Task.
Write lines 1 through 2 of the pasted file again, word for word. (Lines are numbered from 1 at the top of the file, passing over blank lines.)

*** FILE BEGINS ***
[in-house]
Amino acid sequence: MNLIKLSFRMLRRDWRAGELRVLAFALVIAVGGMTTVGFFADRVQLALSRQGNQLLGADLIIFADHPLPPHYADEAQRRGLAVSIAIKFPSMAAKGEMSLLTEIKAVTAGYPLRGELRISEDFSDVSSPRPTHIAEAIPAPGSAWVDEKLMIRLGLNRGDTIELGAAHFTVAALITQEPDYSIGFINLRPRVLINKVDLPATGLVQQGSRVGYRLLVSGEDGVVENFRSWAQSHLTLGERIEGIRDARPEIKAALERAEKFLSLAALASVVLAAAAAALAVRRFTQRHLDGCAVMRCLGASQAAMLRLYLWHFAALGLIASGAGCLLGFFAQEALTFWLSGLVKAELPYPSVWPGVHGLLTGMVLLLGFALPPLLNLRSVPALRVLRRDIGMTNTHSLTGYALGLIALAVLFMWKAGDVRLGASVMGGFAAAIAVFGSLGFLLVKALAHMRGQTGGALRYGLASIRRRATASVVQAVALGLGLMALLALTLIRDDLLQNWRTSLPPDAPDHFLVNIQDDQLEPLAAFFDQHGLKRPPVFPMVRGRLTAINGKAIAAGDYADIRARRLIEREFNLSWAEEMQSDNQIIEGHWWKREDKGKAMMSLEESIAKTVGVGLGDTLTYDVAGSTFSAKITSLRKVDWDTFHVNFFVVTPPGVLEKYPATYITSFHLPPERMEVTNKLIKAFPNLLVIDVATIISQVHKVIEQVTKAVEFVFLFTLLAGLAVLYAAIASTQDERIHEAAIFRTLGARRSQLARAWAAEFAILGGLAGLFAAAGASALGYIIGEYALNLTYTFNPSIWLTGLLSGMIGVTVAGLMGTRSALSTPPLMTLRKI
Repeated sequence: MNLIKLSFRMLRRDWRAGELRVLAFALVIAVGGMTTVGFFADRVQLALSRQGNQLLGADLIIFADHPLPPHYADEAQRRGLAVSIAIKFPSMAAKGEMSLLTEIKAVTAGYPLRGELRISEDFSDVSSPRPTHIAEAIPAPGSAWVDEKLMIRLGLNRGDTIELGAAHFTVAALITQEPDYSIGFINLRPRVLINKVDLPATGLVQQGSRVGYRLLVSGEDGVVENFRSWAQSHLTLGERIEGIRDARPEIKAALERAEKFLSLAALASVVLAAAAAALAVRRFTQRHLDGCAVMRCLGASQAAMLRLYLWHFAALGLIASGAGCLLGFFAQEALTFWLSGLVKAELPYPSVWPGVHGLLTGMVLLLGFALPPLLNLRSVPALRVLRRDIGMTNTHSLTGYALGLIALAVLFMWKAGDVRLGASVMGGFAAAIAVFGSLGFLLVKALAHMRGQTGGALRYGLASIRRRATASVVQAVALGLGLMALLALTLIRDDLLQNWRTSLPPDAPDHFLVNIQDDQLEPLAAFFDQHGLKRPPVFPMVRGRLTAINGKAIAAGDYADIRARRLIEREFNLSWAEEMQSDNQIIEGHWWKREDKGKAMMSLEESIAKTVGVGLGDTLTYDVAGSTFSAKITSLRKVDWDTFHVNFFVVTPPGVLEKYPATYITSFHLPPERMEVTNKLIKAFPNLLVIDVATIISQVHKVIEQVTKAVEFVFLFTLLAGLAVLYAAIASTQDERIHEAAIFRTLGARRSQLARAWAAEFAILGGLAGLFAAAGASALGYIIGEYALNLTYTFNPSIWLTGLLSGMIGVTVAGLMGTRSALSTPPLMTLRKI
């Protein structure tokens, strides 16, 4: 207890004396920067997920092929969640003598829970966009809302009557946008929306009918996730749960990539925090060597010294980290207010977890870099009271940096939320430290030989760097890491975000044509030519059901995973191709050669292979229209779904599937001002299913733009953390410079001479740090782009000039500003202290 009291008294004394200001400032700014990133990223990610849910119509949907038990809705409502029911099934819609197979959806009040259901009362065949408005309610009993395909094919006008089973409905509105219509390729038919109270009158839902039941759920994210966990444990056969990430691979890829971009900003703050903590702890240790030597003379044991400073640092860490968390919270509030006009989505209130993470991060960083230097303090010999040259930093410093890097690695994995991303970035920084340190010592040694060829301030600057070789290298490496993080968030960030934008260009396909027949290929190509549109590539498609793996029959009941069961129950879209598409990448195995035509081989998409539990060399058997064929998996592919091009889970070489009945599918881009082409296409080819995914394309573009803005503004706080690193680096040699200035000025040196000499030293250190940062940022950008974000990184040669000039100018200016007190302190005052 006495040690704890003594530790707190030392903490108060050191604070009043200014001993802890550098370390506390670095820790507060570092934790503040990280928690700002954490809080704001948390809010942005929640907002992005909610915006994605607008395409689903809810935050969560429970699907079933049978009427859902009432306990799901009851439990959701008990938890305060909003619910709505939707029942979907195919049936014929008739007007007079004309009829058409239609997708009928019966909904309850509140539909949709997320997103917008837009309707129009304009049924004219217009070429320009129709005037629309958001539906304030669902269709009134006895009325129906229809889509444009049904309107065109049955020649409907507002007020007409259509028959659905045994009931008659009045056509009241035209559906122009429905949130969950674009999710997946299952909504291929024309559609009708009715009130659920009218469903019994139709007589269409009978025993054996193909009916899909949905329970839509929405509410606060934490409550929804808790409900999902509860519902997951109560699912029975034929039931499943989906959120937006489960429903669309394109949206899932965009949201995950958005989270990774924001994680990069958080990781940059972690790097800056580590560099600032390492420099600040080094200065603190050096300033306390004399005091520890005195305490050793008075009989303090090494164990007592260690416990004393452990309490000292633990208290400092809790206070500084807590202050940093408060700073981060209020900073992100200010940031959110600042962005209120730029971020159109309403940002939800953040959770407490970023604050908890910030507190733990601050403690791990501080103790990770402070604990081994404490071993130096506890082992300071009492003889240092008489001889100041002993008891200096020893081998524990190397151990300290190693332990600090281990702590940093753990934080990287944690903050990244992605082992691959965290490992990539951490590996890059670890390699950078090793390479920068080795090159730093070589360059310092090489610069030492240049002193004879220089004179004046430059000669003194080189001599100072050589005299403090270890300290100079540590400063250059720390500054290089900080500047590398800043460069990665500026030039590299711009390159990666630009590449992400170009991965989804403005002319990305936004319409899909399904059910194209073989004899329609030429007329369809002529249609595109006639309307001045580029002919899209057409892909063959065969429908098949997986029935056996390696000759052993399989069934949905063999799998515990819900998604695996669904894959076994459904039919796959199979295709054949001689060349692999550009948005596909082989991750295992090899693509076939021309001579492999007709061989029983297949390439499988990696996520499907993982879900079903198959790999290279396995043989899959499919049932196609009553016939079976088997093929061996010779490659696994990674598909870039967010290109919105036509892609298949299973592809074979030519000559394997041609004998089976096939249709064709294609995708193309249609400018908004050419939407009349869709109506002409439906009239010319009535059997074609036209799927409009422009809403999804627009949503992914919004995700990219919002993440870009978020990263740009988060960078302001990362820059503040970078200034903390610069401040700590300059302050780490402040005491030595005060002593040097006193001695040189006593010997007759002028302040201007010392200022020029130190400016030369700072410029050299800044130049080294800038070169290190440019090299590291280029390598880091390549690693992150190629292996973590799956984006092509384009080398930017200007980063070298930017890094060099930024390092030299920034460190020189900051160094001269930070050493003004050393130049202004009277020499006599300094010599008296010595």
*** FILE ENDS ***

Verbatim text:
[in-house]
Amino acid sequence: MNLIKLSFRMLRRDWRAGELRVLAFALVIAVGGMTTVGFFADRVQLALSRQGNQLLGADLIIFADHPLPPHYADEAQRRGLAVSIAIKFPSMAAKGEMSLLTEIKAVTAGYPLRGELRISEDFSDVSSPRPTHIAEAIPAPGSAWVDEKLMIRLGLNRGDTIELGAAHFTVAALITQEPDYSIGFINLRPRVLINKVDLPATGLVQQGSRVGYRLLVSGEDGVVENFRSWAQSHLTLGERIEGIRDARPEIKAALERAEKFLSLAALASVVLAAAAAALAVRRFTQRHLDGCAVMRCLGASQAAMLRLYLWHFAALGLIASGAGCLLGFFAQEALTFWLSGLVKAELPYPSVWPGVHGLLTGMVLLLGFALPPLLNLRSVPALRVLRRDIGMTNTHSLTGYALGLIALAVLFMWKAGDVRLGASVMGGFAAAIAVFGSLGFLLVKALAHMRGQTGGALRYGLASIRRRATASVVQAVALGLGLMALLALTLIRDDLLQNWRTSLPPDAPDHFLVNIQDDQLEPLAAFFDQHGLKRPPVFPMVRGRLTAINGKAIAAGDYADIRARRLIEREFNLSWAEEMQSDNQIIEGHWWKREDKGKAMMSLEESIAKTVGVGLGDTLTYDVAGSTFSAKITSLRKVDWDTFHVNFFVVTPPGVLEKYPATYITSFHLPPERMEVTNKLIKAFPNLLVIDVATIISQVHKVIEQVTKAVEFVFLFTLLAGLAVLYAAIASTQDERIHEAAIFRTLGARRSQLARAWAAEFAILGGLAGLFAAAGASALGYIIGEYALNLTYTFNPSIWLTGLLSGMIGVTVAGLMGTRSALSTPPLMTLRKI